Sharks – Terrors or Unwarranted Targets of the Deep Blue Sea?
[Photo Credit: Alan Egan | www.alancegan.com]
Recently, NPR released the article Please, Let’s Not Find Dory urging the general public to refrain from purchasing Pacific Blue Tangs in celebration of Finding Dory. The author points out that throughout film history, after a friendly animal film is released sales of that particular animal skyrockets. This exponential increase is alarming because of the actions taken after the animal is purchased. Often, the particular animal is harmed or abandoned. One example, often left out of popular media is the mass public’s reaction to films featuring sharks. All of the examples listed by NPR focus on animals that have been anthropomorphized with friendly traits. However, a greater concern arises when popular culture produces content villainizing a threatened or endangered species. Sharks – the big bad bullies of the deep blue sea – are often depicted in films as blood thirsty monsters ready to attack on a moment’s notice. Even in Finding Nemo, Bruce and his shark clan are presented as killing machines. Villainizing a threatened or endangered species becomes a notable issue when the film causes a shift in the public’s perception and results in a mass hunting or killing of the species.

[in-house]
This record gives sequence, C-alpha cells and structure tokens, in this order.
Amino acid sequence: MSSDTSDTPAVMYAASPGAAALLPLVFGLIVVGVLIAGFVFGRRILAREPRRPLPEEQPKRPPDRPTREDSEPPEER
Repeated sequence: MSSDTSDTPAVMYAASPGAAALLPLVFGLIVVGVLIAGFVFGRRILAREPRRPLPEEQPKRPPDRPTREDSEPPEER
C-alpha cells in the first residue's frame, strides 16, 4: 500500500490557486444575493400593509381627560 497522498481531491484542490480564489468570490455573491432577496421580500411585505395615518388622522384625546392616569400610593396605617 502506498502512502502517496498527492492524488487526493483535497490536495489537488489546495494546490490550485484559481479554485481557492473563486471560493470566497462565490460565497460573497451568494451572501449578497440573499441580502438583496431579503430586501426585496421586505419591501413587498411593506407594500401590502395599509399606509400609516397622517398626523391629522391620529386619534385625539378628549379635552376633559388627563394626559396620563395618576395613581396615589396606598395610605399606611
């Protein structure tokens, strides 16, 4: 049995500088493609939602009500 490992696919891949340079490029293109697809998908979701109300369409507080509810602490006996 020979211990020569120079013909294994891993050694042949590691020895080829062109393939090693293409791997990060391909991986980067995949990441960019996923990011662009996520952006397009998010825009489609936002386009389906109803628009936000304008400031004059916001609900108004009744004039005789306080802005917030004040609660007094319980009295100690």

Upon viewing Jaws the general public began to view sharks as man-hunters that warranted killing, which caused a drastic decline in shark populations. Although not all sharks are endangered or threatened, several sharks are prohibited from being harvested. With each shark thriller that is released, the concern for the well-being of sharks increases. In order to capitalize off of the hype surrounding shark week, shark thrillers tend to be released prior or during the week. The Shallows, released a few days before Shark Week 2016, features a surfer who is attacked by a great white shark. Sound familiar? The perpetuation of this alarmist narrative has the potential to cause severe damage to populations of sharks. Although some critics claim that there is an enlightened view of sharks, from an ecological perspective it is unsettling to constantly promote an extreme fear – to the point of jeopardizing the livelihood of the animal – of a species. The mass reaction to Jaws, Finding Nemo, and potentially Finding Dory illustrates the power of film, thus strengthening the necessity for the popularity of eco-films. Instead of taking on a heightened sense of fear during this year’s Shark Week, we hope you gain a heightened awareness of shark conservation.